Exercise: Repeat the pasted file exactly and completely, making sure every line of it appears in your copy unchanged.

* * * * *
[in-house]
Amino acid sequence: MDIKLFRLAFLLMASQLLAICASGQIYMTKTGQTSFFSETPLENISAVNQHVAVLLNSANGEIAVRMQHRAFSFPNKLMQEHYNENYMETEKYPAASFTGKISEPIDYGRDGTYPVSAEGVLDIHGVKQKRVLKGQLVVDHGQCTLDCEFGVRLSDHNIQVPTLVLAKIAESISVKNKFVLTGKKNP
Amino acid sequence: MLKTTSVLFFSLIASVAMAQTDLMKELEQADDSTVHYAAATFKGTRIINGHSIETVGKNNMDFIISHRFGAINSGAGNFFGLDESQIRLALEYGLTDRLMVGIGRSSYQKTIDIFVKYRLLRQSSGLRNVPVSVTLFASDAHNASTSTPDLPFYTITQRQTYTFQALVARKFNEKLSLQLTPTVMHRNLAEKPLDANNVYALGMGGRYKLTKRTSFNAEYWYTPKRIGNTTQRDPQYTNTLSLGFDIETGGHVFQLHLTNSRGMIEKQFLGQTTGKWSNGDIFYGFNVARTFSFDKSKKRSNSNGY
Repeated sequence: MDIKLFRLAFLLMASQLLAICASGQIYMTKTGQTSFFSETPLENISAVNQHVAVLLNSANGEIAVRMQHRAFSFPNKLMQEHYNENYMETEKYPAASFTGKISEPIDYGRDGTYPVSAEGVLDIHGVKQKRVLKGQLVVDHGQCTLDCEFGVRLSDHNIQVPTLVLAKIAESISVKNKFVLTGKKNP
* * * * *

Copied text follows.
[in-house]
Amino acid sequence: MDIKLFRLAFLLMASQLLAICASGQIYMTKTGQTSFFSETPLENISAVNQHVAVLLNSANGEIAVRMQHRAFSFPNKLMQEHYNENYMETEKYPAASFTGKISEPIDYGRDGTYPVSAEGVLDIHGVKQKRVLKGQLVVDHGQCTLDCEFGVRLSDHNIQVPTLVLAKIAESISVKNKFVLTGKKNP
Amino acid sequence: MLKTTSVLFFSLIASVAMAQTDLMKELEQADDSTVHYAAATFKGTRIINGHSIETVGKNNMDFIISHRFGAINSGAGNFFGLDESQIRLALEYGLTDRLMVGIGRSSYQKTIDIFVKYRLLRQSSGLRNVPVSVTLFASDAHNASTSTPDLPFYTITQRQTYTFQALVARKFNEKLSLQLTPTVMHRNLAEKPLDANNVYALGMGGRYKLTKRTSFNAEYWYTPKRIGNTTQRDPQYTNTLSLGFDIETGGHVFQLHLTNSRGMIEKQFLGQTTGKWSNGDIFYGFNVARTFSFDKSKKRSNSNGY
Repeated sequence: MDIKLFRLAFLLMASQLLAICASGQIYMTKTGQTSFFSETPLENISAVNQHVAVLLNSANGEIAVRMQHRAFSFPNKLMQEHYNENYMETEKYPAASFTGKISEPIDYGRDGTYPVSAEGVLDIHGVKQKRVLKGQLVVDHGQCTLDCEFGVRLSDHNIQVPTLVLAKIAESISVKNKFVLTGKKNP